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Difference between a grain farmer and vegetable farmer – AgriPOWER Class VII session 6 blog

Wow!!! What an amazing trip our AgriPOWER class had to South Carolina. I had the pleasure to travel with my classmates to see and learn what farming is like in the South. I am very thankful to the South Carolina Farm Bureau for all the time and effort they put into planning an educational trip.IMG_5382

In three jam-packed days we were able to see a large-scale produce production and packaging family farm, the largest peach grower on the East Coast, a large milk producing farm, a cotton farm and gin, a pecan farm and packaging facility, along with a peanut farm and finally a tobacco and berry farm!

Visiting WP Rawl family farm we learned what cutting edge really meant as well as gaining a better understanding of food safety and the IMG_5384shipping process to customers. I honestly never realized that most “fresh” fruits and vegetables are harvested, cleaned, packaged and delivered in three to four days to your local retailer. Being a grain farmer myself, I really never put much thought into the process of being a vegetable farmer. In a lot of ways we are doing the same thing just in a different time frame. It was great to see how the company is keeping up with technology and finding a way to reduce the use of fertilizer and improve irrigation efficiency. Soil erosion is a problem we share and they have been implementing the use of cover crops, which also offer food and shelter for beneficial insects and the flower pollinators.
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This trip was so much fun and I feel that our class all felt the same way. I am so thankful I had the privilege to gain a better understanding of Southern Agriculture. One phrase that really stuck with me from a WP Rawl farm owner was “Don’t let good get in the way of Great”.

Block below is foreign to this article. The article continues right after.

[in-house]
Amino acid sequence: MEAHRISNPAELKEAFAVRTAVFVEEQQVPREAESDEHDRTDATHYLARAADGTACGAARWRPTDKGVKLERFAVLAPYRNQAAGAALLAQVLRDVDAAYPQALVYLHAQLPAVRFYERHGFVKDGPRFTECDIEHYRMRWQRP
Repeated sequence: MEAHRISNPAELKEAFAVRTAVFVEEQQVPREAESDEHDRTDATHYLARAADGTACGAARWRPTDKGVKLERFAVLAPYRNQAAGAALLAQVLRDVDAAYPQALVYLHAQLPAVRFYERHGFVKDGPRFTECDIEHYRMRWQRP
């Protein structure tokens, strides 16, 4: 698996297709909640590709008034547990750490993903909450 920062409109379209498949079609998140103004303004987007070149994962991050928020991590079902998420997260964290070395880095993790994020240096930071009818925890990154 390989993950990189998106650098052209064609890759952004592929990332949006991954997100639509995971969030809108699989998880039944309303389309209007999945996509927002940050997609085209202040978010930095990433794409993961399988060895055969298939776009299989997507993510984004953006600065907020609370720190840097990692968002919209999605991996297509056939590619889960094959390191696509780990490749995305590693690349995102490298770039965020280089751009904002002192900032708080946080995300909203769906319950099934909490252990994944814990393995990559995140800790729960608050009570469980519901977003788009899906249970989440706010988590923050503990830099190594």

Apply for AgriPOWER Class VIII by April 15.

Read more from other AgriPOWER Class VII participant

Session 1 blogs

Vicky Shaw discussed her experience in the program’s first session learning about her strength and picking up public speaking tips.

Angela Shoemaker discussed her experience in the program’s first session and learning to step out of her comfort zone.

Session 2 blogs

Chris Kick blogged about interacting with the media and being an effective spokesperson.

Sara Campbell wrote about using storytelling in conversations with consumers and visiting Turner Farms.

Session 3 blogs

Josh Henderson blogged about truly having a voice in Washington.

Libby Bender shared her experience meeting with the authors of the EPA’s WOTUS rule and meeting with her congressman.

Heidi White wrote about learning more about trade at the New Zealand Embassy.

Session 4 blogs

Lara Staples wrote about learning what state government and the people who run it are really like.

Stephanie Leis blogged about the speakers from session 4 and their connection to agriculture.

Jenny Meyer discussed inspiration to share her story more.

Session 5 blogs

Jeff Adams blogged about learning more about tax law and CAUV.

Shelly Detwiler wrote about local government, school funding and oil and gas production.

Session 6 blogs

Matt Schlegel wrote about some of the  peanut and cotton harvesting equipment the class saw on their trip to South Carolina.

Steven Ruggles shared what he learned about vegetable farming in South Carolina and the similarities and difference between vegetable farming and grain farming.

Jami Willard of Columbus wrote about the whirlwind tour of South Carolina’s agriculture that Class VII experienced.

Session 7 blogs

Elaine Beekman of Wellington blogged about this final session not being the end of the learning from AgriPOWER.

Kayla Jones of Newark wrote about volunteering at Highland Youth Garden during the final session.

Mandy Way of Chillicothe blogged about her experience in AgriPOWER reviving her passion for agriculture.

 

Meet other Class VII graduates.

 

AgriPOWER is an elite training program designed to help participants become community leaders and advocates for agriculture.

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